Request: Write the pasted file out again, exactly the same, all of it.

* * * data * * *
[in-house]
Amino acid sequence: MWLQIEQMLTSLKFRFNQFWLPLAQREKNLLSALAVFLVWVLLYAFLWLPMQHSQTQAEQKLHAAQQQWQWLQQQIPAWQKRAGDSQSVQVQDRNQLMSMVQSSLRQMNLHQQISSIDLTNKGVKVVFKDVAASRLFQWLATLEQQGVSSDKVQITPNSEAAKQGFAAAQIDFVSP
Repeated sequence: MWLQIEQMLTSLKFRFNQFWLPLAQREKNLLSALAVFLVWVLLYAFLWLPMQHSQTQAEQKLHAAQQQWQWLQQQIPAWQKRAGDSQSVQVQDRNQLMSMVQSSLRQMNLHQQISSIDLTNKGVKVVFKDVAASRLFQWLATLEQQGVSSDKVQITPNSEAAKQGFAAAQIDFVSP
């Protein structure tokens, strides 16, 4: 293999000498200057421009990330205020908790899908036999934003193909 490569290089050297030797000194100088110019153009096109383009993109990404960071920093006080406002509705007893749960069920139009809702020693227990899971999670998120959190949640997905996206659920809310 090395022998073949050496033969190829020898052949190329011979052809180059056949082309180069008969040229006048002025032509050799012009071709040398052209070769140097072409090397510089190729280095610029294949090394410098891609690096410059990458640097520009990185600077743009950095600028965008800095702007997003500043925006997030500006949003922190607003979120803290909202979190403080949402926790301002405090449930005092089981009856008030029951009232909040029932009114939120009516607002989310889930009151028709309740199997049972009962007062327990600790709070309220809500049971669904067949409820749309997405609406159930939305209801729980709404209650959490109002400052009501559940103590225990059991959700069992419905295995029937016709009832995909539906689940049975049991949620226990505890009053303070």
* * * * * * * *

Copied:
[in-house]
Amino acid sequence: MWLQIEQMLTSLKFRFNQFWLPLAQREKNLLSALAVFLVWVLLYAFLWLPMQHSQTQAEQKLHAAQQQWQWLQQQIPAWQKRAGDSQSVQVQDRNQLMSMVQSSLRQMNLHQQISSIDLTNKGVKVVFKDVAASRLFQWLATLEQQGVSSDKVQITPNSEAAKQGFAAAQIDFVSP
Repeated sequence: MWLQIEQMLTSLKFRFNQFWLPLAQREKNLLSALAVFLVWVLLYAFLWLPMQHSQTQAEQKLHAAQQQWQWLQQQIPAWQKRAGDSQSVQVQDRNQLMSMVQSSLRQMNLHQQISSIDLTNKGVKVVFKDVAASRLFQWLATLEQQGVSSDKVQITPNSEAAKQGFAAAQIDFVSP
């Protein structure tokens, strides 16, 4: 293999000498200057421009990330205020908790899908036999934003193909 490569290089050297030797000194100088110019153009096109383009993109990404960071920093006080406002509705007893749960069920139009809702020693227990899971999670998120959190949640997905996206659920809310 090395022998073949050496033969190829020898052949190329011979052809180059056949082309180069008969040229006048002025032509050799012009071709040398052209070769140097072409090397510089190729280095610029294949090394410098891609690096410059990458640097520009990185600077743009950095600028965008800095702007997003500043925006997030500006949003922190607003979120803290909202979190403080949402926790301002405090449930005092089981009856008030029951009232909040029932009114939120009516607002989310889930009151028709309740199997049972009962007062327990600790709070309220809500049971669904067949409820749309997405609406159930939305209801729980709404209650959490109002400052009501559940103590225990059991959700069992419905295995029937016709009832995909539906689940049975049991949620226990505890009053303070």